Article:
Who wouldn't want to enjoy good health throughout their lives? Now, a key genetic connection that scientists from the Huntsman Cancer Institute (HCI) have unearthed could possibly explain the link between calories, cancer and the elusive "long, healthy life".
With the help of worms that share similar genetics to humans, the research group identified a previously unknown link between two genes- one associated with aging, the other with certain types of cancer.
The study indicates that calorie intake can affect how the genes operate, possibly increasing lifespan in animals, an effect, which has been previously observed but is not yet fully explained.
The study has been published in the journal Current Biology.
Scientists studied a gene called TOR, which regulates cell growth and plays a role in the development of cancer.
"In C. elegans, the tiny roundworm that our lab studies, as well as some other animals, a loss of TOR has been shown to slow aging. Our work with C. elegans reveals that TOR depends on a second gene called pha4/FoxA to control the aging process," says study co-author Susan Mango, PhD, HCI investigator and professor in the University of Utah Department of Oncological Sciences.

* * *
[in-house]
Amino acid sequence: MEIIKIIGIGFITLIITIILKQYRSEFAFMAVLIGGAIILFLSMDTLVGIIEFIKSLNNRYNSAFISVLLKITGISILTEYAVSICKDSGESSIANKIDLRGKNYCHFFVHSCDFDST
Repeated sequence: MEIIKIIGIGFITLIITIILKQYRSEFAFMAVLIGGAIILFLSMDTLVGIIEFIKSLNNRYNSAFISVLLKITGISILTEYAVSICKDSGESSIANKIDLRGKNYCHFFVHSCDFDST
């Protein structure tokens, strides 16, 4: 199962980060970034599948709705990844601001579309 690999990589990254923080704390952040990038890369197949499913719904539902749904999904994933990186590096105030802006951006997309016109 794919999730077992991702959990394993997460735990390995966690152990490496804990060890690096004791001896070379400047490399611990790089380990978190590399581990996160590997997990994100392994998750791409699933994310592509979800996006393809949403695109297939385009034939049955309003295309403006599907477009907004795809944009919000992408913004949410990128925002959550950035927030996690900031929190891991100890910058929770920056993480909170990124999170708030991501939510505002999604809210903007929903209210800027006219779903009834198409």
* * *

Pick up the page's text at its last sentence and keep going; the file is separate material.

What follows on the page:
The study also reveals calorie restriction plays a role in how these genes work.
"When there's lots of food, TOR gets active, which decreases the action of pha4/FoxA down the line, and that in turn shortens the lifespan of C. elegans," says Mango.
"When there's little food, there's little TOR and more pha4/FoxA, and that results in a longer lifespan," she added.
In short, a low calorie diet can affect the TOR and pha4/FoxA genes in worms, slowing the progression of aging.